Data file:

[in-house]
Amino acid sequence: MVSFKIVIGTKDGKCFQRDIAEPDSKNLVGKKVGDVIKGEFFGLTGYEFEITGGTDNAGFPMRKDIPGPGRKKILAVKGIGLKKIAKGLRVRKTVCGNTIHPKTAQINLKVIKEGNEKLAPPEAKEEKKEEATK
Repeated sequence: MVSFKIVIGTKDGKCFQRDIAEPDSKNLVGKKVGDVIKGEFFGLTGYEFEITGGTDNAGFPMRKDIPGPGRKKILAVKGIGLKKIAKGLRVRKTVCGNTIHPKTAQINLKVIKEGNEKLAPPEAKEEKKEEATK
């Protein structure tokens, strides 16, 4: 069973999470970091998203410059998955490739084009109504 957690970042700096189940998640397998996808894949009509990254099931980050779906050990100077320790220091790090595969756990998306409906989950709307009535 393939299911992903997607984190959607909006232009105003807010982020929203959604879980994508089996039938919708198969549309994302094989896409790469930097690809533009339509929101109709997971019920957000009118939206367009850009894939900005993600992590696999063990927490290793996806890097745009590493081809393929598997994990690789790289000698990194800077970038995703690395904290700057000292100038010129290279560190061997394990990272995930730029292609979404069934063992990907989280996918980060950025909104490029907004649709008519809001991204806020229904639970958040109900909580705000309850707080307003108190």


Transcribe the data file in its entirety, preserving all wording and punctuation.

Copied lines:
[in-house]
Amino acid sequence: MVSFKIVIGTKDGKCFQRDIAEPDSKNLVGKKVGDVIKGEFFGLTGYEFEITGGTDNAGFPMRKDIPGPGRKKILAVKGIGLKKIAKGLRVRKTVCGNTIHPKTAQINLKVIKEGNEKLAPPEAKEEKKEEATK
Repeated sequence: MVSFKIVIGTKDGKCFQRDIAEPDSKNLVGKKVGDVIKGEFFGLTGYEFEITGGTDNAGFPMRKDIPGPGRKKILAVKGIGLKKIAKGLRVRKTVCGNTIHPKTAQINLKVIKEGNEKLAPPEAKEEKKEEATK
């Protein structure tokens, strides 16, 4: 069973999470970091998203410059998955490739084009109504 957690970042700096189940998640397998996808894949009509990254099931980050779906050990100077320790220091790090595969756990998306409906989950709307009535 393939299911992903997607984190959607909006232009105003807010982020929203959604879980994508089996039938919708198969549309994302094989896409790469930097690809533009339509929101109709997971019920957000009118939206367009850009894939900005993600992590696999063990927490290793996806890097745009590493081809393929598997994990690789790289000698990194800077970038995703690395904290700057000292100038010129290279560190061997394990990272995930730029292609979404069934063992990907989280996918980060950025909104490029907004649709008519809001991204806020229904639970958040109900909580705000309850707080307003108190």